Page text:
Dad

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March 22, 2020-

My father would have been 93 years of age, today.  He transitioned on June 22, 1986, three months after his 59th birthday.  Dad was a middle manager, in the jet engine  department of the General Electric Company’s Riverworks Plant, in Lynn, MA.  He told me it wasn’t the greatest job in the world, and it often seemed to me that his overlords didn’t appreciate him to the fullest.  I know he did his level best.

Dad was slow to adapt to new ways of doing things, but he wasn’t rigid in his thinking, save his steadfast frugality.  He taught me to consider all points of view, even those that seemed counter-intuitive.  He was engaged with his five children and never, once, favoured one of us over the other.  Discipline was meted out as fairly as he knew how, with the facts he had at the time.

He was a man of faith, but was not an ideologue.  He attended Catholic Mass, most every Sunday, yet also didn’t miss a television appearance by Billy Graham, who he greatly admired.  His belief was that all Christians revered the same Son of God. This paved the way for my own belief in the Oneness of all religions, which he accepted of me, while silently shaking his head.

When there was an emergency, he handled it-even if, on occasion, he was physically spent and grumbled a bit.  He cared for all around him, taking in a sick brother at one point-and consistently pulling himself together to see to the needs of his youngest child.

Dad could seem to look at life through rose-coloured glasses, but deep down, I know that he knew there was a problem that just was not going away-whether it was my youngest brother’s illness or his own, which took his life far too soon.  He had his moments of magical thinking and attempts to escape reality, as many of us have, but he always came back to the life, and the woman, he loved most.

I thank you, father, for all you did and for what you expected of me.  God knows, it took me long enough to achieve it.

Primacy

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January 23, 2019-

I have watched the aftermath of this past weekend’s dustup, involving White, Red and Black activists, talking at, and over, each other- with only a smidgen of understanding, and that coming solely from the Native American elders, who thought drumming and singing a prayer would defuse tension.

The whites started out marching on behalf of banning abortion.  The blacks were mainly stating their beliefs about their being descended from the 12 Tribes of Israel.  The Native Americans were in a sanctioned march for Peace on Earth. The whites and blacks began berating one another, and it is academic as to who started what.  There have been all manner of comments, on all sides and from the sidelines, suggesting that, once again, no one was listening to the others- except the silent, grinning Nick Sandmann who, depending on who was watching, was either standing still out of respect to Nathan Phillips or was grinning in contempt of “an other”.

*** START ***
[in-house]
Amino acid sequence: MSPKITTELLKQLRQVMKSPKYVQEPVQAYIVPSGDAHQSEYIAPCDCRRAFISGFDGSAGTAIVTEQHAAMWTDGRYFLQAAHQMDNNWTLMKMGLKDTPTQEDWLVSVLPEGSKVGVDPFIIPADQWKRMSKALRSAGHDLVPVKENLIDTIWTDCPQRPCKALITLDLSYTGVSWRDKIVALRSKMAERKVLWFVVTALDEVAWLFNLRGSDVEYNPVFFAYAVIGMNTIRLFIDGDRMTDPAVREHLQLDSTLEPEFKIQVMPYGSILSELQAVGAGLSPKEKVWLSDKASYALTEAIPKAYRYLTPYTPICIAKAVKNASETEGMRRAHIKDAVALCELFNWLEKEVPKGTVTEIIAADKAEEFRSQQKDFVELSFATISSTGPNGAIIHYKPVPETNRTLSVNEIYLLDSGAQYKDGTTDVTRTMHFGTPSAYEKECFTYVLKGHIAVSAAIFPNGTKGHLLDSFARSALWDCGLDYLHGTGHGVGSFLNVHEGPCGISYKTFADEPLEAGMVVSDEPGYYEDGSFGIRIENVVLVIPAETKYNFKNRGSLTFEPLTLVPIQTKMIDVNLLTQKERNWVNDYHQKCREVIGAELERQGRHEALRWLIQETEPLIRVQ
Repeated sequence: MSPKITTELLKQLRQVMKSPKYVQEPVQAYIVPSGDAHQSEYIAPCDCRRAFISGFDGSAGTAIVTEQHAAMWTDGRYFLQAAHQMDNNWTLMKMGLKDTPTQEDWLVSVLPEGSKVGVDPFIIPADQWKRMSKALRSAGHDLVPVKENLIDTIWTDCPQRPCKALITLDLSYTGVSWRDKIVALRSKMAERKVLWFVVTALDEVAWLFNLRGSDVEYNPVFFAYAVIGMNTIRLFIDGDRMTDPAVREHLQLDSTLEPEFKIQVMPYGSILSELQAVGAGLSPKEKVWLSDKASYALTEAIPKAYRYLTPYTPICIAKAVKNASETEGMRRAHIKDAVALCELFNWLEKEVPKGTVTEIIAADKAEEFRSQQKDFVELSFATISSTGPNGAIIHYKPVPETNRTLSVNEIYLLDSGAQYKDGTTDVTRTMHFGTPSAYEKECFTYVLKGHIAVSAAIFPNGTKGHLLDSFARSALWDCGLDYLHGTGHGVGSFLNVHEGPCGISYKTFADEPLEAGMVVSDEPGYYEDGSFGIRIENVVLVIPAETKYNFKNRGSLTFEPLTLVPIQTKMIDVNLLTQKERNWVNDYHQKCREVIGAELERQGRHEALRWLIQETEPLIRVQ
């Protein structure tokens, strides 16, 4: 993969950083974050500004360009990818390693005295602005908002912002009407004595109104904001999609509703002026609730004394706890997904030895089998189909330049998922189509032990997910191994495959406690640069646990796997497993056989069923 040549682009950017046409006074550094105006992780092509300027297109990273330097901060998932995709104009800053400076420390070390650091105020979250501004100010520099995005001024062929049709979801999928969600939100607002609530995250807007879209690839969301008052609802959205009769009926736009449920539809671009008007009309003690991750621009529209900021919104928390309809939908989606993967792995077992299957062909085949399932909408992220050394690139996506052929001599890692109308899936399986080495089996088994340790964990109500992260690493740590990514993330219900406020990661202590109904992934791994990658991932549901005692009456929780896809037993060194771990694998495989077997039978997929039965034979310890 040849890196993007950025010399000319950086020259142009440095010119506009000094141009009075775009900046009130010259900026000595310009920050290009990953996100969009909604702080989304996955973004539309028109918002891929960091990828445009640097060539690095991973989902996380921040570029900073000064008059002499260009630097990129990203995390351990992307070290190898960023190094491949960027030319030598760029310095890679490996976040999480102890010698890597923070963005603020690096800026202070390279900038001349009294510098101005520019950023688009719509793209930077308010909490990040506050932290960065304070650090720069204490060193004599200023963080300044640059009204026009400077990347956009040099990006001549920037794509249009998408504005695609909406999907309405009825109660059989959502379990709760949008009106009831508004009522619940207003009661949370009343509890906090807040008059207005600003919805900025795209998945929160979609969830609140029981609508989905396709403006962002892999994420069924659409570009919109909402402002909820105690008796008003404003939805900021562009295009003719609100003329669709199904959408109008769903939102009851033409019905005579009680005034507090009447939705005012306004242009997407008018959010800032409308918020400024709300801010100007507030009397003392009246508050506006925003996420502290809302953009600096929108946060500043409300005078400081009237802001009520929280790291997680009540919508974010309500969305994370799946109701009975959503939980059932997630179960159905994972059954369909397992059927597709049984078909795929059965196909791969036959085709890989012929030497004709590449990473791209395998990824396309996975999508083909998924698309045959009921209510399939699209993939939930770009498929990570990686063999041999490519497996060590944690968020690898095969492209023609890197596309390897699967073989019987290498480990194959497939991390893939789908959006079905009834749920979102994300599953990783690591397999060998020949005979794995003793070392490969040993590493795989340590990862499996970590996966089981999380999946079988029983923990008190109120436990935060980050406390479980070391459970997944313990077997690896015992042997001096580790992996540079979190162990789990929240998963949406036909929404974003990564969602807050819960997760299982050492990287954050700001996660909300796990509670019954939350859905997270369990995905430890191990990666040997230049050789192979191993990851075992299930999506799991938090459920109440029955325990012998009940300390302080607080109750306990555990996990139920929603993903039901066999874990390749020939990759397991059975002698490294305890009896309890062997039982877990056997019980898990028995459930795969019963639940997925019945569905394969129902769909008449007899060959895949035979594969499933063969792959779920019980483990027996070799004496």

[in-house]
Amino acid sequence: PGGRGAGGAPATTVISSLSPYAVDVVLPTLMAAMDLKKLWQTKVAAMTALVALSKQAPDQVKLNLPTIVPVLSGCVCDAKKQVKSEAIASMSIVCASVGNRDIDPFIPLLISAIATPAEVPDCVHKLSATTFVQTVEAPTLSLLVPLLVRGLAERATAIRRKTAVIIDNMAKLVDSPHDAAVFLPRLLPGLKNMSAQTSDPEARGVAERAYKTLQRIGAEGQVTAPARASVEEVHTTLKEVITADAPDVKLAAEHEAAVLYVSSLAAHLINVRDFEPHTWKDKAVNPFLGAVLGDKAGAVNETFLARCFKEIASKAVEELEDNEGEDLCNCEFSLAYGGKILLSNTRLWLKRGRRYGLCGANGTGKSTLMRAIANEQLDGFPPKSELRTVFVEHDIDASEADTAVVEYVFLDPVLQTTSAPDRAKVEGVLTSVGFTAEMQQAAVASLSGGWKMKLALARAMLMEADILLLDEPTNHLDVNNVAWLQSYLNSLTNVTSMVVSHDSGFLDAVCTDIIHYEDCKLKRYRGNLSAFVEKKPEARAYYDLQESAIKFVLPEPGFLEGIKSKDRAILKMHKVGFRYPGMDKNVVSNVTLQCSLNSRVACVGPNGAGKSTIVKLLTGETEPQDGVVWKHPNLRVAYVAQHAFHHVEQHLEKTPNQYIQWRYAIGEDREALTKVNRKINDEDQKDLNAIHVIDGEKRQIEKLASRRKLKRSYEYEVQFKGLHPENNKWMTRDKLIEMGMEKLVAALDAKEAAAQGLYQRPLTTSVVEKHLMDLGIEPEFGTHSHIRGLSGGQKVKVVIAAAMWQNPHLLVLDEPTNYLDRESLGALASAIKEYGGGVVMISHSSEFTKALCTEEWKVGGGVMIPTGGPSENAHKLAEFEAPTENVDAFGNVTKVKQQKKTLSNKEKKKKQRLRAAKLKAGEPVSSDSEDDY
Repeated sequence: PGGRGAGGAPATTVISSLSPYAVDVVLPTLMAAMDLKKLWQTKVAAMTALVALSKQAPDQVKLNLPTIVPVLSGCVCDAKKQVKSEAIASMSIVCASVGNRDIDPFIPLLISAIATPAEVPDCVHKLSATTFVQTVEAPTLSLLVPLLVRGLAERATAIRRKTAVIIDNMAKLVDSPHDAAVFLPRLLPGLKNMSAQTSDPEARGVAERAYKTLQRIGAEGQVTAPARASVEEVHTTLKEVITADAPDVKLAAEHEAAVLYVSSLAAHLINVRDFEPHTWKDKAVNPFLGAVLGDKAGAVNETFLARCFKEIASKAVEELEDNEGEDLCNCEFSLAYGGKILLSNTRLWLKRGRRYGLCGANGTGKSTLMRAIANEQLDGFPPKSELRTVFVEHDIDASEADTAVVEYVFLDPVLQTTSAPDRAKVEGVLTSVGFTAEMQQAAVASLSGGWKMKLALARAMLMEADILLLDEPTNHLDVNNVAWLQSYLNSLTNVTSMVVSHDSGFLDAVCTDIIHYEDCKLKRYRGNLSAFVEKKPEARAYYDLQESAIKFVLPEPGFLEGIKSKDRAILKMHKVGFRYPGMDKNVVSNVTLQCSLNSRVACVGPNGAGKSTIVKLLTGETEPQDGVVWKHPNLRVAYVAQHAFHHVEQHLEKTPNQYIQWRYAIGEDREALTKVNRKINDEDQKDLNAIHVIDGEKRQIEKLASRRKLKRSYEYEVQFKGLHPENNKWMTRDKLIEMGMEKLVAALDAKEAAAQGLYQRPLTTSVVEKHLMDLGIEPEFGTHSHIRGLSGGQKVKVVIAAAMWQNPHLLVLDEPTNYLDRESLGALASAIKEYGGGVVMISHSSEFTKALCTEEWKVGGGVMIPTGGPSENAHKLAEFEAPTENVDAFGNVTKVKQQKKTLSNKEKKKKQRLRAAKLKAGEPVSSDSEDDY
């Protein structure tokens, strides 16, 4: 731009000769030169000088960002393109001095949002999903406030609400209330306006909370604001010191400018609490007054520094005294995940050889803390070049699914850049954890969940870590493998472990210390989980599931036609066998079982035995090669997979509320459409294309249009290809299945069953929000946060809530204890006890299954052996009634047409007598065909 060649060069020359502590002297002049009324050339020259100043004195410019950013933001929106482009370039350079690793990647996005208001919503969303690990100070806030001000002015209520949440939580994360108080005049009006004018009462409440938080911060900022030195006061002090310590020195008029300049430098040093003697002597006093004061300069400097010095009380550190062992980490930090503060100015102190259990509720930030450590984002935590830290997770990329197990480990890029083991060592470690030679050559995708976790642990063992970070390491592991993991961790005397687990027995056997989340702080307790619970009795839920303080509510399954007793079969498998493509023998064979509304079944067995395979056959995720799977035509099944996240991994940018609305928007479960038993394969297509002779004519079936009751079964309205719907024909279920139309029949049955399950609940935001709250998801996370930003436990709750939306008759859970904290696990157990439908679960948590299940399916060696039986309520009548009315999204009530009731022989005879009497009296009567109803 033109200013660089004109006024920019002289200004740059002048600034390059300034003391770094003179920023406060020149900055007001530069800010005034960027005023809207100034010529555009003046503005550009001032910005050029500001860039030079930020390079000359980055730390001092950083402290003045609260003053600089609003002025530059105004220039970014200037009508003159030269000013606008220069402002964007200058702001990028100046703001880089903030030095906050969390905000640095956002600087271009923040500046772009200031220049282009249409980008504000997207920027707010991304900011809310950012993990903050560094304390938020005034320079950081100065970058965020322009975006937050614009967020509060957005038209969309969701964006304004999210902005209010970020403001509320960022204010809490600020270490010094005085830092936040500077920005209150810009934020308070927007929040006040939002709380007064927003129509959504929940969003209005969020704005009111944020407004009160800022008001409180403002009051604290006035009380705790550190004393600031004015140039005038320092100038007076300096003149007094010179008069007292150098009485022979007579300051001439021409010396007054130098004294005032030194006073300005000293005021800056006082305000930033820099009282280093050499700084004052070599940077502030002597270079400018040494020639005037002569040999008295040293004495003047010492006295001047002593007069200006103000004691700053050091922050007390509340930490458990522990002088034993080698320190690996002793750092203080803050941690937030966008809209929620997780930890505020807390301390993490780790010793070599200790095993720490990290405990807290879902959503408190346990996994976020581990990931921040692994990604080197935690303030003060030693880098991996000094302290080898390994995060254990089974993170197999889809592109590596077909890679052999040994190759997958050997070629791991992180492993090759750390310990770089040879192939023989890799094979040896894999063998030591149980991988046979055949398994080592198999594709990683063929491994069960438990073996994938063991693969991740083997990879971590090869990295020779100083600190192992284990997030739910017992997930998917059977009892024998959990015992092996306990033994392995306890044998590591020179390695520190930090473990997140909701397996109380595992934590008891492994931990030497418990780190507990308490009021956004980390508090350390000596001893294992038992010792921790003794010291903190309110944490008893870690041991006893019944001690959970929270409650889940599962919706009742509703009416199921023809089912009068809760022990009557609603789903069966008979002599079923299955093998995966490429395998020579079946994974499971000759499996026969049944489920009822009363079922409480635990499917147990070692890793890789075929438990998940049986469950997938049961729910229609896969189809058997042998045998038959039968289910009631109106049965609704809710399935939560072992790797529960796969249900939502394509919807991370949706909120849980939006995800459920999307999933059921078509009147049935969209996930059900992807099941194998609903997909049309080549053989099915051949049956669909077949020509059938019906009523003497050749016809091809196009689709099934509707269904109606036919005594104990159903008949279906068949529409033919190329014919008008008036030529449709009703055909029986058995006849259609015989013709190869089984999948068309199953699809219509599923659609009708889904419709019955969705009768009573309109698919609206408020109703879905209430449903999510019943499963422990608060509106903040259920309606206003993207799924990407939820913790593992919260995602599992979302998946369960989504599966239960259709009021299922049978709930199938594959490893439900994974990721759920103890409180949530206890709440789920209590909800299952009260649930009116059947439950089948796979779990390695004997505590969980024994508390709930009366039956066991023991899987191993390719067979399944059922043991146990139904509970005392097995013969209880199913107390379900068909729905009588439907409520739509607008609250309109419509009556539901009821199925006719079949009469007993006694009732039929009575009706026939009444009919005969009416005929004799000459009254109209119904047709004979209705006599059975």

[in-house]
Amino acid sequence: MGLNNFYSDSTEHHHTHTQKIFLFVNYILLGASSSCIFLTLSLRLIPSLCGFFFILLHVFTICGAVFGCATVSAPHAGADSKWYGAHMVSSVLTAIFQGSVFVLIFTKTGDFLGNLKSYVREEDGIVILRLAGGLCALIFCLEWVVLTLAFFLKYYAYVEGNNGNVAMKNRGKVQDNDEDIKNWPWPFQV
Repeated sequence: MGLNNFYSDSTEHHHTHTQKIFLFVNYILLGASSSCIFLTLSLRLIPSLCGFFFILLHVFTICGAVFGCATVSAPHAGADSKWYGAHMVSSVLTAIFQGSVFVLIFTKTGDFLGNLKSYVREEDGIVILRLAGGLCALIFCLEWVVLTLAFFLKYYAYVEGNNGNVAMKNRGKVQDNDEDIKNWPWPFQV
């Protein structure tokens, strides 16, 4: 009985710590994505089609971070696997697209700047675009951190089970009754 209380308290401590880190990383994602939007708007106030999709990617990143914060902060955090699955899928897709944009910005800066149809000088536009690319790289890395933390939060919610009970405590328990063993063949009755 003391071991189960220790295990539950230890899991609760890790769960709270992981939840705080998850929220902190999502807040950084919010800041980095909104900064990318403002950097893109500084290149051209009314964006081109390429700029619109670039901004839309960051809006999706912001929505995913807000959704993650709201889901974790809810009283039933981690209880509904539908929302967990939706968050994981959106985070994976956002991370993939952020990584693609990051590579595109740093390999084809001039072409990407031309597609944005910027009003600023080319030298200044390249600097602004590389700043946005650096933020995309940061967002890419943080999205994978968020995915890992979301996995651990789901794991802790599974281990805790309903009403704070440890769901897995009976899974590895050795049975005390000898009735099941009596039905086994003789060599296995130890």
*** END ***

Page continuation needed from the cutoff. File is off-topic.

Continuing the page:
In reality, it IS disrespectful in Native American culture, to speak to someone who is chanting, praying or dancing in a spiritual manner.  Nick would know this, as, likewise, no  Catholic churchgoer engages a priest in conversation, when the prelate is saying Mass or giving a sermon.

It is also reality for some to stand, often with arms folded, grinning while their eyes flash hatred, as I have often seen when disparate groups of people confront one another.

I saw no hatred in the eyes of Nick Sandmann.  I saw a boy who didn’t want to speak, for whatever reason.  I saw his face momentarily turn serious, and what was going through his mind, at that moment, is known only to him.

Commentators have interpreted the behaviours of various people in the situation, according to what they, the commentators, have witnessed in the past.  I could do the same thing, and note that when I was a teen, my schoolmates and I poked fun at one another, sometimes to the point of invoking anger and tears.  We had one another’s backs when real adversaries attacked us.  Thus, the solidarity, the other day, when the whites, the reds and the  blacks felt threatened by one another.

Gradually, as will likely happen with the Covington kids, many of my contemporaries and I expanded our social circles, to include people of various groups.  Primacy of one group over another does not hold water.  Nick Sandmann, and those of his friends who join in, will start learning this WHEN they sit down with Nathan Phillips, and hear his story.  I hope they listen with both ears-and I hope Mr. Phillips remembers what it was like to be male and sixteen.  In answer to his question: “THIS is our future?”, I can only say:  Yes, sir, and it is also our past.  Intemperance and ignorance give way to open-mindedness and awareness, when the latter are brought to bear, in a loving way.  We are, in the end, one human race.